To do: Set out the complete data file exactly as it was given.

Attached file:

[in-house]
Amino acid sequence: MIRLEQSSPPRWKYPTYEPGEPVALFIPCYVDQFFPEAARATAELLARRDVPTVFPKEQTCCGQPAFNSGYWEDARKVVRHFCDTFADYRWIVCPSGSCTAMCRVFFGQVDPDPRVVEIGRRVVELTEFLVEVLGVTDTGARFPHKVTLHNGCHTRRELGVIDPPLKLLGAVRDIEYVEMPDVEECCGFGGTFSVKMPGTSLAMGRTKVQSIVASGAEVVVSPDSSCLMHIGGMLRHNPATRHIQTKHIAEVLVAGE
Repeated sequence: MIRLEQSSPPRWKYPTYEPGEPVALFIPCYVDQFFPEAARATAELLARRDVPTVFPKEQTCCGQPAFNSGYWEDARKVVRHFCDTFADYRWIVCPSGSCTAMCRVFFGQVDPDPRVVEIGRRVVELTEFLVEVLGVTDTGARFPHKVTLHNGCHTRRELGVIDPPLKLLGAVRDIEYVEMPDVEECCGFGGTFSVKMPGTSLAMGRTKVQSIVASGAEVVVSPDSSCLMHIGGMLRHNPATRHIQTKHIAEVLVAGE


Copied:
[in-house]
Amino acid sequence: MIRLEQSSPPRWKYPTYEPGEPVALFIPCYVDQFFPEAARATAELLARRDVPTVFPKEQTCCGQPAFNSGYWEDARKVVRHFCDTFADYRWIVCPSGSCTAMCRVFFGQVDPDPRVVEIGRRVVELTEFLVEVLGVTDTGARFPHKVTLHNGCHTRRELGVIDPPLKLLGAVRDIEYVEMPDVEECCGFGGTFSVKMPGTSLAMGRTKVQSIVASGAEVVVSPDSSCLMHIGGMLRHNPATRHIQTKHIAEVLVAGE
Repeated sequence: MIRLEQSSPPRWKYPTYEPGEPVALFIPCYVDQFFPEAARATAELLARRDVPTVFPKEQTCCGQPAFNSGYWEDARKVVRHFCDTFADYRWIVCPSGSCTAMCRVFFGQVDPDPRVVEIGRRVVELTEFLVEVLGVTDTGARFPHKVTLHNGCHTRRELGVIDPPLKLLGAVRDIEYVEMPDVEECCGFGGTFSVKMPGTSLAMGRTKVQSIVASGAEVVVSPDSSCLMHIGGMLRHNPATRHIQTKHIAEVLVAGE